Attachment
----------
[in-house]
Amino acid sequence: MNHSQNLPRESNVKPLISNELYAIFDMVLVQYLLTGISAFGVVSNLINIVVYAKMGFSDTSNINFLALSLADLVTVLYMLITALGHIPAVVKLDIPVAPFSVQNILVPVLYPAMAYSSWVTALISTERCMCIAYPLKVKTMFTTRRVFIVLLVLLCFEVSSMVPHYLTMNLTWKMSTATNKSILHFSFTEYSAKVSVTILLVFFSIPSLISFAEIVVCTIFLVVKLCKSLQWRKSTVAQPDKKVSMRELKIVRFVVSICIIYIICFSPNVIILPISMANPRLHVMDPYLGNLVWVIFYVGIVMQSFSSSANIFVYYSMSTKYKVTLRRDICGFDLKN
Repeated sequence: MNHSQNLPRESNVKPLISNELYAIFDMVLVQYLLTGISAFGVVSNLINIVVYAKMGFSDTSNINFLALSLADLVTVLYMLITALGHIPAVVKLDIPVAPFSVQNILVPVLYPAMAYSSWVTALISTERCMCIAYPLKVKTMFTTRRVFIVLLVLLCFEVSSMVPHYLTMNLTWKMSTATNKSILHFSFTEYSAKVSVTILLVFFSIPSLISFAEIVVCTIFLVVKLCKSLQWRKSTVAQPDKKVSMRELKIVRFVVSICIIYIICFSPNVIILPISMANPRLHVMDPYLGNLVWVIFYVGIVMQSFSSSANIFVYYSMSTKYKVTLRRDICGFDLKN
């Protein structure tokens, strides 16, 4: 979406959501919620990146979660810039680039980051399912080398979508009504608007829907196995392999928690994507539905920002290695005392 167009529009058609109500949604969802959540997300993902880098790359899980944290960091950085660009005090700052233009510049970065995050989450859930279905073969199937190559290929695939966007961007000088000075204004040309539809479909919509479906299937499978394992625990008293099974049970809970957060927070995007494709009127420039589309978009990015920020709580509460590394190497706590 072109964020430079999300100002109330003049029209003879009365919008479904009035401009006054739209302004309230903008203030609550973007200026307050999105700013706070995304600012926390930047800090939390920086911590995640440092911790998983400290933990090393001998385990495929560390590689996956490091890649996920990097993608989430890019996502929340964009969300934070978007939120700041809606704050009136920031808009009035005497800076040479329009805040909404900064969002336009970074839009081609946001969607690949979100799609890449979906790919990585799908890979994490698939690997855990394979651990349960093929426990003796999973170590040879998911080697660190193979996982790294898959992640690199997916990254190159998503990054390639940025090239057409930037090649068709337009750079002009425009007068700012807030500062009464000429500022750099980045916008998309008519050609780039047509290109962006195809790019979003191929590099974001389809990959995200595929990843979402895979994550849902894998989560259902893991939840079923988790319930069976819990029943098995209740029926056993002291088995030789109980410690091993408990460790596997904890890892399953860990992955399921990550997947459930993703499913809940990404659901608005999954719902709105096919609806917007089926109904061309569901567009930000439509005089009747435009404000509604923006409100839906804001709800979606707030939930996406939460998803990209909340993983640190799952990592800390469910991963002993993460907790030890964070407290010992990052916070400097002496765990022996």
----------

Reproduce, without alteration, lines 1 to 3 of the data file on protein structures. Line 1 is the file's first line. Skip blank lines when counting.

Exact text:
[in-house]
Amino acid sequence: MNHSQNLPRESNVKPLISNELYAIFDMVLVQYLLTGISAFGVVSNLINIVVYAKMGFSDTSNINFLALSLADLVTVLYMLITALGHIPAVVKLDIPVAPFSVQNILVPVLYPAMAYSSWVTALISTERCMCIAYPLKVKTMFTTRRVFIVLLVLLCFEVSSMVPHYLTMNLTWKMSTATNKSILHFSFTEYSAKVSVTILLVFFSIPSLISFAEIVVCTIFLVVKLCKSLQWRKSTVAQPDKKVSMRELKIVRFVVSICIIYIICFSPNVIILPISMANPRLHVMDPYLGNLVWVIFYVGIVMQSFSSSANIFVYYSMSTKYKVTLRRDICGFDLKN
Repeated sequence: MNHSQNLPRESNVKPLISNELYAIFDMVLVQYLLTGISAFGVVSNLINIVVYAKMGFSDTSNINFLALSLADLVTVLYMLITALGHIPAVVKLDIPVAPFSVQNILVPVLYPAMAYSSWVTALISTERCMCIAYPLKVKTMFTTRRVFIVLLVLLCFEVSSMVPHYLTMNLTWKMSTATNKSILHFSFTEYSAKVSVTILLVFFSIPSLISFAEIVVCTIFLVVKLCKSLQWRKSTVAQPDKKVSMRELKIVRFVVSICIIYIICFSPNVIILPISMANPRLHVMDPYLGNLVWVIFYVGIVMQSFSSSANIFVYYSMSTKYKVTLRRDICGFDLKN